Because of recent legislation, tax deductions may be awarded for part or all of the costs associated with new construction and/or equipment installations or retrofits that improve the energy efficiency of commercial buildings. On Oct. 3, President Bush signed H.R. 1424, Emergency Economic Stabilization Act of 2008, which extends the benefits of the Energy Policy Act of 2005 through Dec. 31, 2013, into law. Section 1331, Energy Efficient Commercial Buildings Deduction, of the Act establishes energy-efficiency commercial-building tax deductions for expenditures related to interior-lighting, HVAC, and hot-water systems and building envelopes. This opportunity potentially allows for the immediate expensing of costs that otherwise would be capitalized and recovered through depreciation over 27½ to 39 years.
Section 1331 makes provisions for a tax deduction limited to $1.80 per square foot on new construction after Dec. 31, 2005, if total annual energy and power costs of interior-lighting, HVAC, and hot-water systems and the building envelope are at least 50-percent below the minimum requirements of ANSI/ASHRAE/IESNA Standard 90.1, Energy Standard for Buildings Except Low-Rise Residential Buildings.
If an entire building does not qualify for the $1.80-per-square-foot deduction, partial allowances may be made for individual systems. If within the scope of Standard 90.1-2001, HVAC and hot-water systems and building envelopes may qualify for deductions of up to 60 cents per square foot. However, building owners are encouraged to focus on lighting systems first because they are easily available to upgrade and their potential energy-efficiency achievements are known. Owners may receive a deduction of 30 cents per square foot for reductions in lighting-power density of 25 percent of the minimum requirements in tables 126.96.36.199 or 188.8.131.52 of Standard 90.1-2001 and 60 cents per square foot for reductions in lighting-power density greater than 40 percent. Prorated partial deductions may be permitted for reductions in lighting-power density between 25 and 40 percent.
Deductions are permitted in the year in which a property is placed in service. For tax purposes, “placed in service” generally refers to the time at which a property is ready for its intended use.
Certain certification requirements must be met to qualify for deductions. Internal Revenue Service (IRS) Notice 2006-52, Deduction for Energy Efficient Commercial Buildings, and IRS Notice 2008-40, Amplification of Notice 2006-52: Deduction for Energy Efficient Commercial Buildings, describe methods of calculating and verifying energy and power costs using the performance rating method, the Nonresidential Alternative Calculation Method Approval Manual, and approved computer software.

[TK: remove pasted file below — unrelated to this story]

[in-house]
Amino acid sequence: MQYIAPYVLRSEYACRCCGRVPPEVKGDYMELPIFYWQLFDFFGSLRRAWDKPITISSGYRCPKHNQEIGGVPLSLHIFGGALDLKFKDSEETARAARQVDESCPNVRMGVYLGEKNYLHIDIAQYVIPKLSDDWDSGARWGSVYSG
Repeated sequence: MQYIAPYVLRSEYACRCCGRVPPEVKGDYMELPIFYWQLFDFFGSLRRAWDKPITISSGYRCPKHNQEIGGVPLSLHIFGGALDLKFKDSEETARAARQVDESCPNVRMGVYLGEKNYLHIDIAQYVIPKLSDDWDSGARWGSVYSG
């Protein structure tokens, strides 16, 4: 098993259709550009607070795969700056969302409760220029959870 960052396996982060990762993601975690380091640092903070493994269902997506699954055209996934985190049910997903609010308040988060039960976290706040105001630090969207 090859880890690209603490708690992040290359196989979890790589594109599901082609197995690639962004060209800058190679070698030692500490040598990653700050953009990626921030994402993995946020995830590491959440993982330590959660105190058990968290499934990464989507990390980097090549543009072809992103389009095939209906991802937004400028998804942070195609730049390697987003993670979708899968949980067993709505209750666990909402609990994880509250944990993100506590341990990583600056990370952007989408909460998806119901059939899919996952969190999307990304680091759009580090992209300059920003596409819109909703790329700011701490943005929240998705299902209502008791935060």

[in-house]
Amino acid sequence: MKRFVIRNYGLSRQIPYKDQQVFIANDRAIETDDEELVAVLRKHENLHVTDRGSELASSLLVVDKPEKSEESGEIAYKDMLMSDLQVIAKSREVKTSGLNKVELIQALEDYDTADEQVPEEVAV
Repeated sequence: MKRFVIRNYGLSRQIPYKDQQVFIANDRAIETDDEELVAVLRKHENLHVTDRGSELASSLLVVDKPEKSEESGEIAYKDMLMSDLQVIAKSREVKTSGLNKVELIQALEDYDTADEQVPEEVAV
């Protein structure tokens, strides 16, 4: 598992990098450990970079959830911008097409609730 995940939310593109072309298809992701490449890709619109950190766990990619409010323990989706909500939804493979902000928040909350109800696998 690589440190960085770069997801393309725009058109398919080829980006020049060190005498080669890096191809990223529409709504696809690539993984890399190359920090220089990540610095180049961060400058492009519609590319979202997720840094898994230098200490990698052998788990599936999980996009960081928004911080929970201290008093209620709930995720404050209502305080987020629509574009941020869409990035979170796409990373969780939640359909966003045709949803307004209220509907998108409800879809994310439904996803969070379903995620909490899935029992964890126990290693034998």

Notice 2006-52 requires that a taxpayer must obtain certification for updates made to the property before he or she can claim a deduction. Certification must be provided by a “qualified individual” (i.e., a professional engineer/contractor properly licensed in the jurisdiction in which the building is located who is not related to the taxpayer and represents in writing that he or she has the proper qualifications to provide the required certifications and inspections). The certification process determines whether deductions are available but not the cost of the qualifying energy-efficient property. Therefore, a professional knowledgeable in cost-segregation services should verify the proper deduction amounts. Those seeking deductions are encouraged to look for a tax firm that specializes in energy-efficiency deductions and can provide representation and documentation in the event of an IRS audit.
WHO CAN BENEFIT?
The person or organization that pays for construction is generally the recipient of the tax deductions. This usually is a building owner, but could be a tenant for some HVAC or lighting-efficiency projects.
Notice 2008-40 allows tax deductions for government-owned commercial buildings, such as public schools, to be allocated to the person primarily responsible for designing the property in lieu of the public entity.
WHAT CAN BE WRITTEN OFF1
Although a property's base value is reduced by the tax-deduction amount and the property's remaining asset value depreciates over its tax life for the property class, the good news is that many cost components can be written off. This includes anything that can be capitalized, even labor.
Deducting the cost of a capital investment is not special. However, with energy-efficiency tax deductions, taxpayers potentially can write off the entire cost of a commercial-building improvement in the tax year in which it is placed in service, instead of the addition being capitalized and depreciated/amortized over time.
Director of cost-segregation and energy-efficient building-tax-deduction services for SourceCorp, Matthew Rader began his career at Arthur Andersen LLP. He received a bachelor's degree in construction science from Texas A&M University. Upon graduation, he worked as a consultant specializing in cost reviews, due diligence, construction monitoring, and representation of banks and investors regarding real-estate development and construction loans. He can be contacted via his company's Website at www.sourcecorptax.com/contact/contact_srcp.htm.